3.5. Phage Safety and Efficacy

Among the 29 reviewed studies, many investigated the phage’s safety and efficacy in successfully reducing bacterial growth and enhancing clinical outcomes without significant side effects. Despite the studies using different dosages, phage administration routes, and different infection models, no adverse effects were reported.

4. Discussion

In this systematic review, available data were critically selected and evaluated to establish the current use of phages as therapeutic options on selected WHO priority list pathogens. Most of the reviewed studies showed that various phage cocktails or phages had a high efficacy level against some of the selected pathogens and were safe, as indicated by the absence of side effects. It is critical to note that many of the models used were infected with bacterial strains showing multi-drug resistance to the available antibiotics commonly used for the treatment. In all of these cases, bacteriophage effectively reduced the bacterial concentration, improved outcomes, and protected from lethal infections or degraded biofilms. Only in two of the studies, partial failures were met when 2 of the tested phages failed to protect the animals from infection, and one of the phages did not display a significant anti-biofilm activity, respectively [27,43].

4.1. Appropriate Phage Selection for Therapy

From all the studies reviewed, it is well-established that appropriate phage selection and the host range of phage used are among several elements that must be considered for phage’s therapeutic applications. For better therapeutic efficacy, selected phages must be safe, polyvalent, strictly lytic, able to replicate in the host, stable, and preferably show synergistic therapeutic activities combined with antibiotics or other phages as a phage cocktail to limit bacterial resistance development. Almost all of the discussed studies in this review reported no side effects related to phage therapy, which could be justified by the fact that phages mostly consist of protein and nucleic acid (DNA or RNA) that do not initiate toxic or allergic reactions in the model used and target only specific bacteria. Additionally, the purification method and dilution of administered phages would further enhance their safety, eliminating bacterial toxins and lysates, thereby avoiding potential side effects and immune response.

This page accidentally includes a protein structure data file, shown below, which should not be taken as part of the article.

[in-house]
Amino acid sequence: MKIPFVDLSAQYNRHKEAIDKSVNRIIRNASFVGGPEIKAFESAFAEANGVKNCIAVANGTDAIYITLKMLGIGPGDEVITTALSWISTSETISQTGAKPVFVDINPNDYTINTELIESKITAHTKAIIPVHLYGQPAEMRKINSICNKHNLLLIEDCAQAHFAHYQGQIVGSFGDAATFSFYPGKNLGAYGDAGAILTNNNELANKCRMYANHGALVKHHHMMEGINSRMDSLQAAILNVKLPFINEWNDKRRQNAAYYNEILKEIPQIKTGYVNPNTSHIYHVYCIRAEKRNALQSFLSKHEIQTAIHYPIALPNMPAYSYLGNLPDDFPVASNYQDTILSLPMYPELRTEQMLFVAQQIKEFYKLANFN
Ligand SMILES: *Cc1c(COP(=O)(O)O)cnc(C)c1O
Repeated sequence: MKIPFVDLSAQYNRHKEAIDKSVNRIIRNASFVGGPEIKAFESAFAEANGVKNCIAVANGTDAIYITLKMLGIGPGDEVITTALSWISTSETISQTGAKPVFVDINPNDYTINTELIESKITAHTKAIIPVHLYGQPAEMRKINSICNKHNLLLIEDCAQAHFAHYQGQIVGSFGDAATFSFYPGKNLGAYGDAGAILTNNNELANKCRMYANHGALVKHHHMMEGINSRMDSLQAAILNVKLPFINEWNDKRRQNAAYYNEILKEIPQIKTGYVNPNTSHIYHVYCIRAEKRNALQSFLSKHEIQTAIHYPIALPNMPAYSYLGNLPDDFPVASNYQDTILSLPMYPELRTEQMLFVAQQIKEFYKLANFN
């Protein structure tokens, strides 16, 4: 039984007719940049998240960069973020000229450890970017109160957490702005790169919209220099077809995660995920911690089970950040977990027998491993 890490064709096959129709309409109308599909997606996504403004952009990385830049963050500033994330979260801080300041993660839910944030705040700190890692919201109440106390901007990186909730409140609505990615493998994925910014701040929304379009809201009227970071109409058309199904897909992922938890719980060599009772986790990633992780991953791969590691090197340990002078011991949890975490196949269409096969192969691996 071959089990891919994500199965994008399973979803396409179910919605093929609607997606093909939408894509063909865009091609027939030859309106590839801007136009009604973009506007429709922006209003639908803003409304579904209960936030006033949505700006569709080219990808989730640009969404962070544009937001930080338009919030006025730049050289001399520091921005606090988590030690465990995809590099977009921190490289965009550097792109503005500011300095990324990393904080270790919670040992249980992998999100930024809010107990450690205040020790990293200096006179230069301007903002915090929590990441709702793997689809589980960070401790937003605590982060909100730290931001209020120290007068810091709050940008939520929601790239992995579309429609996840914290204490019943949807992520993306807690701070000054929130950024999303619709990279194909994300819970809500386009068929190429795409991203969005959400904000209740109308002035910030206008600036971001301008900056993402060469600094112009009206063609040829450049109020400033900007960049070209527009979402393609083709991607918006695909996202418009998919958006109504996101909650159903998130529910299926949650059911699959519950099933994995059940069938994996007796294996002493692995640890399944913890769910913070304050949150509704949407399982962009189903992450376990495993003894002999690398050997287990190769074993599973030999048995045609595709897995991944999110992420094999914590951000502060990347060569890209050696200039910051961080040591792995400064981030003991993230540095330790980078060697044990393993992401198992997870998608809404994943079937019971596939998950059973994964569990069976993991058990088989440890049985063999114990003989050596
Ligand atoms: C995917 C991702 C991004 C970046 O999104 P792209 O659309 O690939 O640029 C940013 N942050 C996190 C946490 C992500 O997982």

On the other hand, some phage genomes might carry drug resistance or virulent genes, which would make them unstable for successful therapy. To eliminate the possibility that such genetic elements exist in the phage genome, scientists could use naturally occurring strictly lytic phages. These phage’s genomes do not integrate with bacterial genomes and do not carry or propagate virulent and resistance genes between bacteria [46]. The small genome size combined with reducing sequencing costs also makes phages extremely amenable to sequencing, which can be further used to identify the presence/absence of resistance elements in these phages and serve as a guide for appropriate phage selection. Genetically engineered phages offer another avenue of customizing phage genome to suit infection models or treatment regimens, and these phages were efficient as seen in one of the reviewed studies in Table 1 where a genetically engineered phage was able to reduce bacterial titer by 99% in case of vancomycin-resistant infection in an in vitro model [42]. In the case of phage resistance, several polyvalent phage cocktails may be prepared and used in alternation.

4.2. Challenges of Phage Therapy

Bacteriophages therapy implementation as a therapeutic approach faces three main challenges: (i) manufacturing; (ii) availability of limited published data, which makes the application challenging, and lastly, (iii) difficulties in regulatory processes. A systemic approach regarding phage’s natural occurrence, efficacy, and safety should be obtained to promote their development and encourage their acceptance as a therapeutic option against bacterial infections. Moreover, phage manufacturing (either as a single or phage cocktail), including isolation, preparation, and propagation, should adhere to Good Manufacturing Practice (GMP) guidelines, as an effective phage therapy relies majorly on maintaining phage stability and reducing immune reaction from the manufacturing process to the administration time. Although the Food and Drug Administration mandates that all phages be sterilized and highly purified before usage to minimize potential side effects, more effort is required to standardize the purification method based on the phage host range, thus minimizing the risk of observed variability between experimental and clinical trials results. Finally, the establishment of a simple regulatory process is required for the clinical use of phage. Bacteriophage therapy is considered as a personalized approach, targeting specific pathogens for each patient. As such, phages are then a customized therapeutic product that suits each case independently instead of a fixed general medicinal product. One possible regulatory approach for phage therapy may include the multi-strain dossiers used previously, with some vaccines covering several different strains [47]. This approach follows a fast and frequent modification policy that might reduce the risk of resistance development. Agreement and communication between the regulatory authorities, researchers, drug developers, and safety agencies are required for better-personalized phage therapy outcomes. Other challenges include the rapid clearance of phages from the circulatory system by many mechanisms, such as bacteriophage exclusion which enables selective methylation of host genome thus preventing the propagation of phage and the rapid lyse by phage of many targeted bacteria, which might secrete endotoxins that could evoke a massive immune response.